The Harrying of the North and the Danes

Danish army did not oppose William the Conqueror.
The Danish army did nothing while William the Conqueror Harried the North.

Who were the Danes?

When the Danish fleet arrived in the River Humber in September 1069, they were greeted with rejoicing.  English resistance fighters flocked to them.  The combined armies marched on York and destroyed the Norman garrisons there.

So where were the Danes when William the Conqueror Harried the North?

Danes had settled in England for generations. So once northern England understood the character of William the Conqueror, they began sending messages to their cousins the Danes, begging for help.

It wasn’t only the people who were cousin to the Danes.  King Swein of Denmark was cousin to dead King Harold, and nephew of King Cnut.

Danish kings of England

Cnut was England’s Danish king.  He built an ‘Empire of the North Sea’, as king of England, Denmark and Norway. After a bloody start, he had a long and relatively peaceful reign.  After his death in 1035, in northern England, Cnut’s reign took on the aura of a golden era.  In rebellions against both Earl Tostig and King William, Yorkshire men demanded a return to the laws of Cnut.

Cnut the Great was king of Denmark, Norway and England
Cnut the Great was king of Denmark, Norway and England

William claimed he had the right to be king of England through his great aunt Emma, who was Cnut’s second wife.  King Swein Estrithsson of Denmark was King Cnut’s nephew, and also cousin to the dead King Harold of England. Swein’s blood was closer to England’s throne than William’s.

Why did Swein Estrithsson not claim England?

This is one of the great questions of the Conquest, one to which I have yet to discover a definitive answer.

But I suspect a great deal was due to his long-running war with Harald ‘Hardrada’ of Norway.  After Cnut died in 1035, his Empire of the North Sea fragmented. After some years of confusion, Norway was ruled by Harald ‘Hardrada’, Denmark by Swein Estrithsson, and England by Edward the Confessor.

But Harald of Norway wanted Denmark too.  In 1050, Harald and Swein embarked upon a long and bitter war that only ended when Harald Hardrada was tempted to England, where he died in 1066.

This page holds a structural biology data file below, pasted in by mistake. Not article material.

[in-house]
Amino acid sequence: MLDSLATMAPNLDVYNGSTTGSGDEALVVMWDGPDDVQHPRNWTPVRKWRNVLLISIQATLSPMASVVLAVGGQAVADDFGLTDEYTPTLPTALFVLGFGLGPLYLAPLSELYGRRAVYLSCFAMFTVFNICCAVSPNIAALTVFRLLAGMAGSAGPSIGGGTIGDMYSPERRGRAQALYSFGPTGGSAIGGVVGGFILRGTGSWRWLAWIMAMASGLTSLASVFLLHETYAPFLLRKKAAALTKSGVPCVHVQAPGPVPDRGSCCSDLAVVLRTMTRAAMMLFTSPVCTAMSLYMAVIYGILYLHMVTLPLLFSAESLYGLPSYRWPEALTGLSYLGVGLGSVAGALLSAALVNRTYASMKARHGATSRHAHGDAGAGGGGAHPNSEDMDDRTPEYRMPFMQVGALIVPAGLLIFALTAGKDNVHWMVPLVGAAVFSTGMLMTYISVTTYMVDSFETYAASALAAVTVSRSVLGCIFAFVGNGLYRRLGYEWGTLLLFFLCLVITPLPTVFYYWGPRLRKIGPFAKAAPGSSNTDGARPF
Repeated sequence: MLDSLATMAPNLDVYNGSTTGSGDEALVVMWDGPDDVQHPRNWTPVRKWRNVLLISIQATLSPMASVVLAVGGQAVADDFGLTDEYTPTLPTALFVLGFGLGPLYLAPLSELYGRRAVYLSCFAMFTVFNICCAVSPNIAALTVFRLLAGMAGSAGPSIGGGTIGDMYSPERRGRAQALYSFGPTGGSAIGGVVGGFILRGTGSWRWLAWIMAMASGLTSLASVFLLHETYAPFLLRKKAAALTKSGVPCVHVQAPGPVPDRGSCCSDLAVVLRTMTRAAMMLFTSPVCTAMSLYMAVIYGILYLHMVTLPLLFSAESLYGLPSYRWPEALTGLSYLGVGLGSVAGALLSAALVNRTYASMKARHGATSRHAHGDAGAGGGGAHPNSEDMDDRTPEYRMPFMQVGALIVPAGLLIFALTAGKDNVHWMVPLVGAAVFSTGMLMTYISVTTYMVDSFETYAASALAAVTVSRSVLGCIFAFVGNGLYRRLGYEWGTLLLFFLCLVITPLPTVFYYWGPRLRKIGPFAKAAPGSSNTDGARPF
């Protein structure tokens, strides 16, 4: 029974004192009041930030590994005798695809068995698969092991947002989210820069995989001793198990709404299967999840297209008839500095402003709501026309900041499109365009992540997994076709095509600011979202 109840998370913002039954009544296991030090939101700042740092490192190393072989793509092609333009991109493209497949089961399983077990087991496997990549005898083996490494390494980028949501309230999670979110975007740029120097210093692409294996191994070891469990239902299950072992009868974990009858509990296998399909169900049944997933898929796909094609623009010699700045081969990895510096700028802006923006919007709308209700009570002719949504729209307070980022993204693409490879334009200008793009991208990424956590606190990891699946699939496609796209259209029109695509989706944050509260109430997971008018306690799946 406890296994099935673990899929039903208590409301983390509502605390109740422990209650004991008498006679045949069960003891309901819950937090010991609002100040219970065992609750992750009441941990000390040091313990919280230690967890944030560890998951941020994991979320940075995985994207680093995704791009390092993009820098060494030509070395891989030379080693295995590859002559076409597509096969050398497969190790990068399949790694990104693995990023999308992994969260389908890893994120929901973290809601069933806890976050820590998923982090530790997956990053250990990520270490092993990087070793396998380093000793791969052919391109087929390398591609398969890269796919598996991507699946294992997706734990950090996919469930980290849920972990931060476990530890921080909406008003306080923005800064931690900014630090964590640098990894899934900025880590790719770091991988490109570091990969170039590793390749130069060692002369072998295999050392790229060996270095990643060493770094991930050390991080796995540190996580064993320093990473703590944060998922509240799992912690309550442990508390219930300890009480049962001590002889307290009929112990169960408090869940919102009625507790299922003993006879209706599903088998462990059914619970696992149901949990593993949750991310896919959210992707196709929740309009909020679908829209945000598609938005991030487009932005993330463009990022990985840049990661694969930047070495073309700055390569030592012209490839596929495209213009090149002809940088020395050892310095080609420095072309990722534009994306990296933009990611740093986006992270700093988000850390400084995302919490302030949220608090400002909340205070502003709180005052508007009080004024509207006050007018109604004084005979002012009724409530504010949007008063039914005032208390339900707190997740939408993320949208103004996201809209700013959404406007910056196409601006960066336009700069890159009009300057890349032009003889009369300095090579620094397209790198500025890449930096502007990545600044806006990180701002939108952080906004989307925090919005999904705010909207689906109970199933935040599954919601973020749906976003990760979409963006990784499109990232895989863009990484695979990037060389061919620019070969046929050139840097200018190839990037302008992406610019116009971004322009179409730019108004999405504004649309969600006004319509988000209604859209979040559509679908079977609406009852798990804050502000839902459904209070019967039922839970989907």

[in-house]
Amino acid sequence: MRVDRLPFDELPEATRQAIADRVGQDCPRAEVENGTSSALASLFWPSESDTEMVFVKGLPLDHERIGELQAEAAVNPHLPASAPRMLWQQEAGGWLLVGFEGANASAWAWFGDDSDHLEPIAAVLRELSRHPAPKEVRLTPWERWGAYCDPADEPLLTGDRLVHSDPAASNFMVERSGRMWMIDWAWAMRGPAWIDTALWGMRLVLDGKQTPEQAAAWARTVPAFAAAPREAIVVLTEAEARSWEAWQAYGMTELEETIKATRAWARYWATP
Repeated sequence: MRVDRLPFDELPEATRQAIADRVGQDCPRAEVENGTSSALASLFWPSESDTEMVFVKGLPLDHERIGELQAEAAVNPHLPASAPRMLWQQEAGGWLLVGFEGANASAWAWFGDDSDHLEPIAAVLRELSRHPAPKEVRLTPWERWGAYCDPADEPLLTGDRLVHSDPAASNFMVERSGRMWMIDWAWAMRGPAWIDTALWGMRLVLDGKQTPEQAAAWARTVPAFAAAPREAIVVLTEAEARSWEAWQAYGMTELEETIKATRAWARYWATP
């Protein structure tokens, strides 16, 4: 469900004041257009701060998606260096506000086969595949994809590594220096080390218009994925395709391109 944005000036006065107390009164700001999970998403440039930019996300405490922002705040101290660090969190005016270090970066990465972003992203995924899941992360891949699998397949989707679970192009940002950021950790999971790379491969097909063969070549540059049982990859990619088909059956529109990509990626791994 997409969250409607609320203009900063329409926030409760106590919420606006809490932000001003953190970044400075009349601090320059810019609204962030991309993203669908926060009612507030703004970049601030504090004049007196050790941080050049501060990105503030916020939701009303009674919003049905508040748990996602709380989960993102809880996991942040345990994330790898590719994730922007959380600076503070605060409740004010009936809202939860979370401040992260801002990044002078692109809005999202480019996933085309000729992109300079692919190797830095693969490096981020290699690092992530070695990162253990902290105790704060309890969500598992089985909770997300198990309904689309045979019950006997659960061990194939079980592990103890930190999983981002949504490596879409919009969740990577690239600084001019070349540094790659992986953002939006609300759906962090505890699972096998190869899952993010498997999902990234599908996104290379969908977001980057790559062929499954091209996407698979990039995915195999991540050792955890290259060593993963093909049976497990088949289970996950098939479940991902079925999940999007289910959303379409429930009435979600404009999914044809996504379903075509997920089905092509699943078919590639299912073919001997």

Maybe after all those years of war, Swein had seen enough of foreign adventures?  Maybe his coffers were empty?  Maybe he needed to attend to things at home?

Finally, the Danes come…

Whatever the reasons for the delay, in 1069, Swein finally turned his attention to England.  But fatally, he sent his brother, Jarl Osbeorn, to lead the fleet.

The Danes arrived in September 1069, and after three years of brutal oppression from William, English resistance fighters flocked to the Danes.

Their united armies attacked the Norman garrisons in York.  The Normans were all killed, fire ran unchecked, and destroyed all of the city. 

The destruction of the city was a critical blow.  No longer fit to live in, the victors let go of their strategic win, left the city and retired to their boats on the river Humber.

Traditionally, the Danes neither travelled nor battled in winter.  They would wait out the winter, then sail south, where their king had arranged to meet them in spring.

William: master of warfare AND psychology

William surprised the Danes – and the English –  by breaking tradition.  Furious at the loss of his garrisons in York, he immediately marched north – in winter.  Yorkshire resistance fighters gathered on the banks of the River Aire and broke the bridge at Pontefract, to prevent William entering the county.

But while William sent troops upriver to seek an alternative crossing, he sent secret messengers downriver to Jarl Osbeorn.

William was a master of warfare. But he was also master of psychology.  He used war as a last resort, not a first.  His secret messengers carried an offer to Jarl Osbeorn.  An offer to appeal to Osbeorn’s dark side.

And Jarl Osbeorn fell for it.  He took the bribe.  In return for William’s money, the Danes would not defend the English as William’s troops poured into Yorkshire. 

Never mind that, after William’s harrying destroyed northern food stores, the Danes also starved.

Never mind that when King Swein discovered his brother’s betrayal, he was distraught. Not only did Swein lose his chance of England, the Danes lost their self-respect. They had betrayed their cousins.

Never mind that Swein outlawed Osbeorn.  It was too late.

The damage was done.

William could destroy the North, undisturbed by one of the best armies in the known world.

About Helen Johnson

Freelance writer specialising in Yorkshire's history and heritage.

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